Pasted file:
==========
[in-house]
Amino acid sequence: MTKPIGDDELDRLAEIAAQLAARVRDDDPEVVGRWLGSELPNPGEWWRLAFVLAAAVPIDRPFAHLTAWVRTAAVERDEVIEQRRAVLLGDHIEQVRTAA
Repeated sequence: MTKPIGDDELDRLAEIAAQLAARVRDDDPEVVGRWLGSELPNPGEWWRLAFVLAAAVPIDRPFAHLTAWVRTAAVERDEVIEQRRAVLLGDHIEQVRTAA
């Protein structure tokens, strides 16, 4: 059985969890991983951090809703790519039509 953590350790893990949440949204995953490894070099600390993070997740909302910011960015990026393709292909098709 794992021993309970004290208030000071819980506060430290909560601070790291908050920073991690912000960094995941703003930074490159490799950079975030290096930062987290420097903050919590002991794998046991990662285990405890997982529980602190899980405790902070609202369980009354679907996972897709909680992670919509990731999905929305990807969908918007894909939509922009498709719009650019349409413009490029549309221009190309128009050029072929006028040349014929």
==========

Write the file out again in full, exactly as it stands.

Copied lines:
[in-house]
Amino acid sequence: MTKPIGDDELDRLAEIAAQLAARVRDDDPEVVGRWLGSELPNPGEWWRLAFVLAAAVPIDRPFAHLTAWVRTAAVERDEVIEQRRAVLLGDHIEQVRTAA
Repeated sequence: MTKPIGDDELDRLAEIAAQLAARVRDDDPEVVGRWLGSELPNPGEWWRLAFVLAAAVPIDRPFAHLTAWVRTAAVERDEVIEQRRAVLLGDHIEQVRTAA
């Protein structure tokens, strides 16, 4: 059985969890991983951090809703790519039509 953590350790893990949440949204995953490894070099600390993070997740909302910011960015990026393709292909098709 794992021993309970004290208030000071819980506060430290909560601070790291908050920073991690912000960094995941703003930074490159490799950079975030290096930062987290420097903050919590002991794998046991990662285990405890997982529980602190899980405790902070609202369980009354679907996972897709909680992670919509990731999905929305990807969908918007894909939509922009498709719009650019349409413009490029549309221009190309128009050029072929006028040349014929």